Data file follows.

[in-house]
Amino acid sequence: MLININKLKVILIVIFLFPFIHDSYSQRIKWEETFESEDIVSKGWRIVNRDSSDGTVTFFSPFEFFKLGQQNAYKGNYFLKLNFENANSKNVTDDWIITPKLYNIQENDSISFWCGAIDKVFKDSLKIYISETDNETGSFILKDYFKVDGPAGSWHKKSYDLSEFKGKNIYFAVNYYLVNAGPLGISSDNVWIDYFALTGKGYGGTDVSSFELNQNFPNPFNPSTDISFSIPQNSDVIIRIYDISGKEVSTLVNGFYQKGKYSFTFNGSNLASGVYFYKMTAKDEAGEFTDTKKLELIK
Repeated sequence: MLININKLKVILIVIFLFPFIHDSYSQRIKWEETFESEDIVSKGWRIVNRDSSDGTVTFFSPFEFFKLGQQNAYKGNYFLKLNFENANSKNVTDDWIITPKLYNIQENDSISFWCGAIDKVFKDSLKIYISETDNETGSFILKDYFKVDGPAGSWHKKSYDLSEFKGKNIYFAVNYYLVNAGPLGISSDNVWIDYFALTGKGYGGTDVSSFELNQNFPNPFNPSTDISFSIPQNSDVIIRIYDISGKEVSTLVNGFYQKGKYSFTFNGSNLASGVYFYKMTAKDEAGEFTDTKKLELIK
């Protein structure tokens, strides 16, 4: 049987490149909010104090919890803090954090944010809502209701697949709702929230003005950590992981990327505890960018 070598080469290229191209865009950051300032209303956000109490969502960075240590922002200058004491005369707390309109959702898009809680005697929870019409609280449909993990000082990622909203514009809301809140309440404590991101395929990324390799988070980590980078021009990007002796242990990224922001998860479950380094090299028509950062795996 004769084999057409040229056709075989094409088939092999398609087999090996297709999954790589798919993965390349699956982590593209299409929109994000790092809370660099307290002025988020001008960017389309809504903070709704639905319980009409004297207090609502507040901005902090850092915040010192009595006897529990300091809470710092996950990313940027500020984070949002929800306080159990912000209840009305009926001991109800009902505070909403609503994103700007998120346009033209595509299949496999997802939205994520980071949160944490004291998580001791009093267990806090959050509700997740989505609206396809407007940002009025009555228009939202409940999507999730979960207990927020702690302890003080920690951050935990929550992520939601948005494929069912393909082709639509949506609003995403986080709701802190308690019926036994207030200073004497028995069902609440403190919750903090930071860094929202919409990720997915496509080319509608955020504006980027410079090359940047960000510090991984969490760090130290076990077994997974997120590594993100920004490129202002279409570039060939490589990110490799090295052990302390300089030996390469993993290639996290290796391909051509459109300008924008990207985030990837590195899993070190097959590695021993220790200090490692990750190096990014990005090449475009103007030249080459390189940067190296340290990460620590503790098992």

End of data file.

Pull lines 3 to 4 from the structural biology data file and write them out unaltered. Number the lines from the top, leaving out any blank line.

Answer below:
Repeated sequence: MLININKLKVILIVIFLFPFIHDSYSQRIKWEETFESEDIVSKGWRIVNRDSSDGTVTFFSPFEFFKLGQQNAYKGNYFLKLNFENANSKNVTDDWIITPKLYNIQENDSISFWCGAIDKVFKDSLKIYISETDNETGSFILKDYFKVDGPAGSWHKKSYDLSEFKGKNIYFAVNYYLVNAGPLGISSDNVWIDYFALTGKGYGGTDVSSFELNQNFPNPFNPSTDISFSIPQNSDVIIRIYDISGKEVSTLVNGFYQKGKYSFTFNGSNLASGVYFYKMTAKDEAGEFTDTKKLELIK
């Protein structure tokens, strides 16, 4: 049987490149909010104090919890803090954090944010809502209701697949709702929230003005950590992981990327505890960018 070598080469290229191209865009950051300032209303956000109490969502960075240590922002200058004491005369707390309109959702898009809680005697929870019409609280449909993990000082990622909203514009809301809140309440404590991101395929990324390799988070980590980078021009990007002796242990990224922001998860479950380094090299028509950062795996 004769084999057409040229056709075989094409088939092999398609087999090996297709999954790589798919993965390349699956982590593209299409929109994000790092809370660099307290002025988020001008960017389309809504903070709704639905319980009409004297207090609502507040901005902090850092915040010192009595006897529990300091809470710092996950990313940027500020984070949002929800306080159990912000209840009305009926001991109800009902505070909403609503994103700007998120346009033209595509299949496999997802939205994520980071949160944490004291998580001791009093267990806090959050509700997740989505609206396809407007940002009025009555228009939202409940999507999730979960207990927020702690302890003080920690951050935990929550992520939601948005494929069912393909082709639509949506609003995403986080709701802190308690019926036994207030200073004497028995069902609440403190919750903090930071860094929202919409990720997915496509080319509608955020504006980027410079090359940047960000510090991984969490760090130290076990077994997974997120590594993100920004490129202002279409570039060939490589990110490799090295052990302390300089030996390469993993290639996290290796391909051509459109300008924008990207985030990837590195899993070190097959590695021993220790200090490692990750190096990014990005090449475009103007030249080459390189940067190296340290990460620590503790098992």